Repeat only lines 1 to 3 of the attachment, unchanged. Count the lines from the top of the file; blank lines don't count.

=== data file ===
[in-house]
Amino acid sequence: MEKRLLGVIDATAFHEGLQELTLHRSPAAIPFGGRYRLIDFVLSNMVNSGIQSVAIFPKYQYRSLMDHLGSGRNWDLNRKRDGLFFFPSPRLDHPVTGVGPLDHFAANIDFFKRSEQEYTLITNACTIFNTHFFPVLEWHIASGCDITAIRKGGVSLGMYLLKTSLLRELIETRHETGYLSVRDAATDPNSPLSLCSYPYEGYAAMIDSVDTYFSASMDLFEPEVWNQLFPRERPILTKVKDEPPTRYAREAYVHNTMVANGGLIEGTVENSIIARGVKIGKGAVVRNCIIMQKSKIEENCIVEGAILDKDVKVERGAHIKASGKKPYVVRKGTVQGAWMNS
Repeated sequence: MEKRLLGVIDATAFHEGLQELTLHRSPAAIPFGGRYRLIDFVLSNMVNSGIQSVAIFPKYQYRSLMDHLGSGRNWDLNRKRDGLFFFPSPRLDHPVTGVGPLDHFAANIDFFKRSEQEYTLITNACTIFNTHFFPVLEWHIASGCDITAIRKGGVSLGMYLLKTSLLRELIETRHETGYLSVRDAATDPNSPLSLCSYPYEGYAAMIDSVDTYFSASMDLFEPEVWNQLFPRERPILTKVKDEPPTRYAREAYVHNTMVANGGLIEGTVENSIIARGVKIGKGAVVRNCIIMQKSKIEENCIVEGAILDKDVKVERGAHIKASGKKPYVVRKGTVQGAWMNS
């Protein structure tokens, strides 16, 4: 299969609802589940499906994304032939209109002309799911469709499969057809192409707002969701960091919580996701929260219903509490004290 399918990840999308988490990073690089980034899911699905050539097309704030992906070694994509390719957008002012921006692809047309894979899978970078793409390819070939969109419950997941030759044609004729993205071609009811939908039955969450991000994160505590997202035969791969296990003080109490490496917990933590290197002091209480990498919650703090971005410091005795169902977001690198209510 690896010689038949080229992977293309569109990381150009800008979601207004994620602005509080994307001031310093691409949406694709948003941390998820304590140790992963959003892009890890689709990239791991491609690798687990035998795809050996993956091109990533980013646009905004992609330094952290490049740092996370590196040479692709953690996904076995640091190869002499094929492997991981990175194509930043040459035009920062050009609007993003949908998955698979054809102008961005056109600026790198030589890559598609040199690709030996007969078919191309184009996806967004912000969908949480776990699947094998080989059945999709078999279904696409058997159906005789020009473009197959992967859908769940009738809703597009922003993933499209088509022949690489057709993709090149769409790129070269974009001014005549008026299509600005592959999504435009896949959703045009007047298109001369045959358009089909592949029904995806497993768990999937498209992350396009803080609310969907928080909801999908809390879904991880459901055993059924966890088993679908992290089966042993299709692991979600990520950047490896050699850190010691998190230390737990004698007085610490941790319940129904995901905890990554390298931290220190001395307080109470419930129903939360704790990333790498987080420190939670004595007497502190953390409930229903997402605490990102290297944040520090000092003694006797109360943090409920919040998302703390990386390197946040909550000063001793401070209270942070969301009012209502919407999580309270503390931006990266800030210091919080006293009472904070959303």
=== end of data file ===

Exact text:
[in-house]
Amino acid sequence: MEKRLLGVIDATAFHEGLQELTLHRSPAAIPFGGRYRLIDFVLSNMVNSGIQSVAIFPKYQYRSLMDHLGSGRNWDLNRKRDGLFFFPSPRLDHPVTGVGPLDHFAANIDFFKRSEQEYTLITNACTIFNTHFFPVLEWHIASGCDITAIRKGGVSLGMYLLKTSLLRELIETRHETGYLSVRDAATDPNSPLSLCSYPYEGYAAMIDSVDTYFSASMDLFEPEVWNQLFPRERPILTKVKDEPPTRYAREAYVHNTMVANGGLIEGTVENSIIARGVKIGKGAVVRNCIIMQKSKIEENCIVEGAILDKDVKVERGAHIKASGKKPYVVRKGTVQGAWMNS
Repeated sequence: MEKRLLGVIDATAFHEGLQELTLHRSPAAIPFGGRYRLIDFVLSNMVNSGIQSVAIFPKYQYRSLMDHLGSGRNWDLNRKRDGLFFFPSPRLDHPVTGVGPLDHFAANIDFFKRSEQEYTLITNACTIFNTHFFPVLEWHIASGCDITAIRKGGVSLGMYLLKTSLLRELIETRHETGYLSVRDAATDPNSPLSLCSYPYEGYAAMIDSVDTYFSASMDLFEPEVWNQLFPRERPILTKVKDEPPTRYAREAYVHNTMVANGGLIEGTVENSIIARGVKIGKGAVVRNCIIMQKSKIEENCIVEGAILDKDVKVERGAHIKASGKKPYVVRKGTVQGAWMNS